GLOBAL RE­CALLS STILL COM­ING

NT News - Motoring - - NEWS - By PAUL GOVER

THE global rash of re­calls is not over yet. Just as things are calm­ing af­ter Toy­ota’s eight-mil­lion-ve­hi­cle mis­takes in the US and Europe, Mazda has been hit with a 90,000-car re­call in Ja­pan and China.

Aus­tralia has again dodged the re­call, which ap­plies only to a spe­cific model of the Mazda3 not sold here, but things are look­ing tougher for even the world’s mostad­mired brands.

‘‘The Mazda3 is not af­fected in Aus­tralia,’’ com­pany spokesman Steve Ma­ciever said.

‘‘It’s only the 1.6-litre en­gine, which we do not get here.’’

But Toy­ota Aus­tralia was forced to re­call the lat­est Prius hy­brid for tweak­ing of the brak­ing sys­tem; el­derly Dai­hat­sus have been re­called — iron­i­cally, un­der the Toy­ota ban­ner; and Great Wall was forced to re­call the first batch of its Chi­nese twin-cab utes to rec­tify a seat belt prob­lem.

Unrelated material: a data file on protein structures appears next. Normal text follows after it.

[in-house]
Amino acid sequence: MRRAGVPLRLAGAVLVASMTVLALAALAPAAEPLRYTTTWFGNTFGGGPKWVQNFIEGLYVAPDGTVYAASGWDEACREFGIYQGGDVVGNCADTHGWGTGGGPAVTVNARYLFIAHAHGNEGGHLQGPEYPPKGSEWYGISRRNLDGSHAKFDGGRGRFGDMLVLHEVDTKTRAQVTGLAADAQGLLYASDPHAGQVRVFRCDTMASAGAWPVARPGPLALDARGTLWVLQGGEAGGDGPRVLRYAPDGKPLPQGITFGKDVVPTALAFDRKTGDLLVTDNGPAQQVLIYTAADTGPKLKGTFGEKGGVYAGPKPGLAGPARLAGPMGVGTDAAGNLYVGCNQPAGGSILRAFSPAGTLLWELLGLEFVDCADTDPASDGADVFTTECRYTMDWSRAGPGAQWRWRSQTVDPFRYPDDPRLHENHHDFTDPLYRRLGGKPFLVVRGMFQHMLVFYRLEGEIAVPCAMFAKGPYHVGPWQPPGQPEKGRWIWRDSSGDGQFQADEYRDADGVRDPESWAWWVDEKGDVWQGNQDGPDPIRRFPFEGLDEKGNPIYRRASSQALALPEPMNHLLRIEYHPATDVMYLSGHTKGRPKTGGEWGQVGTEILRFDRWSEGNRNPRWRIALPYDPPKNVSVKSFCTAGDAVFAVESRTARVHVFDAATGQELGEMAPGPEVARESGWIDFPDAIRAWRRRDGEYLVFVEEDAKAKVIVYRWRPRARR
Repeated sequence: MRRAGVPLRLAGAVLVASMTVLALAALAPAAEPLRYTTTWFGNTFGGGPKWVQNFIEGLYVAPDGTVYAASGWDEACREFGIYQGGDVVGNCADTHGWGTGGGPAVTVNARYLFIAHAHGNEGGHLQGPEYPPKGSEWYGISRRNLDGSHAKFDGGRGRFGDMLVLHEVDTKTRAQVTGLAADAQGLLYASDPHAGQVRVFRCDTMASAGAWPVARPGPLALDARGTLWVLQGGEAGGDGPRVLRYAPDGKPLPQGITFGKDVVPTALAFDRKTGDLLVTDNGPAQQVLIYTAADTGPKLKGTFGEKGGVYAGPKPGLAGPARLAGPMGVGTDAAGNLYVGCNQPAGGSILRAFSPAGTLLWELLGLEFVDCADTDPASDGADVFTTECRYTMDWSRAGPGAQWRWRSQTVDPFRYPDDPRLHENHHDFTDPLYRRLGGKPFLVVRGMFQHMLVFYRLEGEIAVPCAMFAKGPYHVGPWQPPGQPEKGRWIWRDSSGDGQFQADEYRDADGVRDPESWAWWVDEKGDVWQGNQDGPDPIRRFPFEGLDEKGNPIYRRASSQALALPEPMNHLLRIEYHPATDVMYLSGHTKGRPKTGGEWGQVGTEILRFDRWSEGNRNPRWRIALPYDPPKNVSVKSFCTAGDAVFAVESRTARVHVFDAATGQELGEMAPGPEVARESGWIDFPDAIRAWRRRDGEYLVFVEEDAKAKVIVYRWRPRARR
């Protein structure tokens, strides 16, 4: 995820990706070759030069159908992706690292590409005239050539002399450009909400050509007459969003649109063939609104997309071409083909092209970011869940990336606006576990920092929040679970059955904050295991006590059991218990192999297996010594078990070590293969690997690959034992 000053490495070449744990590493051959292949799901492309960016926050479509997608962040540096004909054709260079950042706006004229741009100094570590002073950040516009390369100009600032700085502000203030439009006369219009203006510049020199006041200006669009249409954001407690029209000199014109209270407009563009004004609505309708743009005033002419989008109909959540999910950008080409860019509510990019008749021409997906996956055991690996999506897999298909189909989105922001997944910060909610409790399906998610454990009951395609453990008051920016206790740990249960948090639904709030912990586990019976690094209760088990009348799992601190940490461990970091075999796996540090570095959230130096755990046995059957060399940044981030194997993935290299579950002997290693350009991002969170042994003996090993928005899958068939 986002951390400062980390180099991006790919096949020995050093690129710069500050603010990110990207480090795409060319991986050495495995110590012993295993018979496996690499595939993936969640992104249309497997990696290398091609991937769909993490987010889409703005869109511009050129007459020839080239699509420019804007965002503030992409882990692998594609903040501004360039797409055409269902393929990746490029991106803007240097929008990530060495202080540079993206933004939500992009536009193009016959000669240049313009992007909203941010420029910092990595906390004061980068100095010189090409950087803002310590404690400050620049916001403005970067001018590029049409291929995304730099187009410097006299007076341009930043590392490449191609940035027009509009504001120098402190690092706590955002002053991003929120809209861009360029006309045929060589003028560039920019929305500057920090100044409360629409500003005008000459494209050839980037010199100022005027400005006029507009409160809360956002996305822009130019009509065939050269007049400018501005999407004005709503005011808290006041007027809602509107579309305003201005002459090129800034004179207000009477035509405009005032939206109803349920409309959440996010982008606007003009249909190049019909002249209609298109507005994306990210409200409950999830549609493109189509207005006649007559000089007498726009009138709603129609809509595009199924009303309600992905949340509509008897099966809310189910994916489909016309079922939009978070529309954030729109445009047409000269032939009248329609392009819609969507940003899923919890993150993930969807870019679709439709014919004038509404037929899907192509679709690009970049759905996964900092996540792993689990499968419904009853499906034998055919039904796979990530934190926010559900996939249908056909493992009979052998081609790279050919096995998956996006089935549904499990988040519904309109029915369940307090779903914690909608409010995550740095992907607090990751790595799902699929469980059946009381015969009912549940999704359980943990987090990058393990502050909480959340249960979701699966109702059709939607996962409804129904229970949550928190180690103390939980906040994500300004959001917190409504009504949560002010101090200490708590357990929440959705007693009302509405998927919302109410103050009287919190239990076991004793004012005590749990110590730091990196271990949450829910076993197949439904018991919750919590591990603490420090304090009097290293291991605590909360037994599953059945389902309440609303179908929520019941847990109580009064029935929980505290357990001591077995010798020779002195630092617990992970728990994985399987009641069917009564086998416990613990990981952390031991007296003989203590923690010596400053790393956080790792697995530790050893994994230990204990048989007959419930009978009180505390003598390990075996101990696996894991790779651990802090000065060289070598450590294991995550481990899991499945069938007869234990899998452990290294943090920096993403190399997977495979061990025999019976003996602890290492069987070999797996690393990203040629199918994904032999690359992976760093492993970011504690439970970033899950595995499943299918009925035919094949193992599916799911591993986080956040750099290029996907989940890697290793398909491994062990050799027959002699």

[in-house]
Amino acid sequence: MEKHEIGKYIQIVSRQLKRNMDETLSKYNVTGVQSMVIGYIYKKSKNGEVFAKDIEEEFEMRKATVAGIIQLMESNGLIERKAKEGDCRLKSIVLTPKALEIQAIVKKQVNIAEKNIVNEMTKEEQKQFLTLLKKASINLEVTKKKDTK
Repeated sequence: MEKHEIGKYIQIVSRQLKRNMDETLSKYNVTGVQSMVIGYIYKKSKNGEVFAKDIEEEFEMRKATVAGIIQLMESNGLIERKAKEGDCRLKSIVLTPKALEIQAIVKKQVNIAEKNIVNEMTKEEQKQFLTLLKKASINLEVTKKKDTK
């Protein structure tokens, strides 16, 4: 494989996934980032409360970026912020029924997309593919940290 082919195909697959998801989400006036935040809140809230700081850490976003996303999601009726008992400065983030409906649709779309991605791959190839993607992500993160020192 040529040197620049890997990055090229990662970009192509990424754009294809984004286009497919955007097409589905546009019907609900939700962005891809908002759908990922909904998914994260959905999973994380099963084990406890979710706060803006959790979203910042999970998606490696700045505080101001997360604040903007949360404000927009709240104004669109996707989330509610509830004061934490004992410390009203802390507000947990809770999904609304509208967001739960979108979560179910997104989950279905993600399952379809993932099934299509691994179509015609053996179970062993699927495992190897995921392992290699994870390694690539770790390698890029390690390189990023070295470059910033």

Even Suzuki, which has one of the low­est war­ranty-claim rates in the coun­try, was forced to re­call the baby Alto be­cause of a prob­lem with wiring to the stop­lights.

Suzuki Aus­tralia is still sourc­ing a re­place­ment sto­plamp switch and will con­tact own­ers.

Then there is Toy­ota USA, which is hit with an­other cloud over the Lexus GX460.

It’s a heavy­weight SUV which is built up from the Prado and, thanks to an un­safe rat­ing by the in­flu­en­tial mag­a­zine Con­sumer Re­ports, sales have been stopped while the com­pany con­ducts safety tests.

It is re­spond­ing to claims the car

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